I met a young woman outside a store where we were both waiting.  We discovered we shared a birthday that day.  I told her she was pretty.  She was taken aback that I'd say something nice, and then worried I was hitting on her.  I laughed and said I like boys.  We chatted and laughed some more for maybe 15 minutes before we left in different directions, never to see each other again, but with positive memories.

It was such a simple thing.  She was pretty, and nice too.  She was pleasant to talk with when I was burning time.  One small action that didn't cost me anything for a young, black woman who told me she needed a kind word that day.  My bit for race relations might be a helpful memory for her when she listens to racist comments.

Haters get more coverage than the majority of people who don't share those views.  What if all of us who care about others make more effort to say nice things to each other?  Open doors, treat people like people, express some curiosity about them?  Listen to their stories, or just smile?


Friday, January 5, 2018


I can't swear that I didn't reuse some words in this piece.  I tried to pay attention, but proofreading isn't one of my better skills.  I took this week's prompt as a test of how many A words I could think up.  I'll admit I started cheating, but sometimes getting a word off the computer reminded me of quite a few more words lurking in my mind.  I also remembered words that I couldn't define.  I can't really explain why I'd know a word exists without knowing how to use it.  I'm not sure I'll ever really understand my own brain, but I continue to look at it as an interesting object worth studying.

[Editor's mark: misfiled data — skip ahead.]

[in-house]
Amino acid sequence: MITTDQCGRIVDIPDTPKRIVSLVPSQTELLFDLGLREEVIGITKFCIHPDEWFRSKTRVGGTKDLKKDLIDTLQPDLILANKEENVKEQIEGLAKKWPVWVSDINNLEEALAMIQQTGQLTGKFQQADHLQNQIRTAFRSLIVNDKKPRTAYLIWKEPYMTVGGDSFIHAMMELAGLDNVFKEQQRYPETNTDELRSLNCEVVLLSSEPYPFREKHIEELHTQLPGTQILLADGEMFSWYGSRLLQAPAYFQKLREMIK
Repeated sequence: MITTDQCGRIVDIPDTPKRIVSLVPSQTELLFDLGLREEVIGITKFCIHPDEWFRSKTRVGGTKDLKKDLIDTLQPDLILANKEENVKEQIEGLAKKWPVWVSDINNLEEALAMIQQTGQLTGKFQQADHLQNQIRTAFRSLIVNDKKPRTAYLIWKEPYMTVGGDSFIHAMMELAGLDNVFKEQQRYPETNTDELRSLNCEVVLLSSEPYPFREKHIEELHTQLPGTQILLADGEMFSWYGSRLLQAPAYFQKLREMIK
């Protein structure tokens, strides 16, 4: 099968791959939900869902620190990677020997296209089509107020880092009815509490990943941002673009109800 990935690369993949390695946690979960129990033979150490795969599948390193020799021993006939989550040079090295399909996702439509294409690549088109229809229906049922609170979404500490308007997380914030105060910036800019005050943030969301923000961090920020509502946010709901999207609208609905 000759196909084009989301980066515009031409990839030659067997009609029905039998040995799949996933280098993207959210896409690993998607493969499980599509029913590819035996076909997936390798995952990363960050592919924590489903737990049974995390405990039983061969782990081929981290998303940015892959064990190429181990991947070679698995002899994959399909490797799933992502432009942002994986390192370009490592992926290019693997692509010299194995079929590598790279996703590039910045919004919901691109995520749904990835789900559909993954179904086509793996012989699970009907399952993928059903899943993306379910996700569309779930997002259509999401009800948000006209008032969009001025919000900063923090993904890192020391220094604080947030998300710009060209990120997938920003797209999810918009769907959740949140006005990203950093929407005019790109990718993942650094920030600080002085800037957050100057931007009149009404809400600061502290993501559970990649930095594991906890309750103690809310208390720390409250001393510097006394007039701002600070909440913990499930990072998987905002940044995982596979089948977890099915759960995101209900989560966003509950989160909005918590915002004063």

I started another painting, but it isn't far enough along to show it to you yet.  Instead, let's look back at the year that was.

I'm reminded that I've spent much of the last year obsessed with the news.  I try to ignore it, but I can't.  Sometimes my obsession leaked into my posts.  I tried to keep that at a minimum because I like to get along and share happier thoughts.  Some of the things I wrote about in the last year feel like they happened a super long time ago.  Did I testify in court in February?!  I'm pretty sure that was at least 5 or 6 years ago.  Went to the cheese factory with Bro2?  That had to be in some other year too.  Some things feel so immediate I can't believe they happened months ago.  I'm also reminded of things that I didn't discuss but were seeping through the tone of my posts.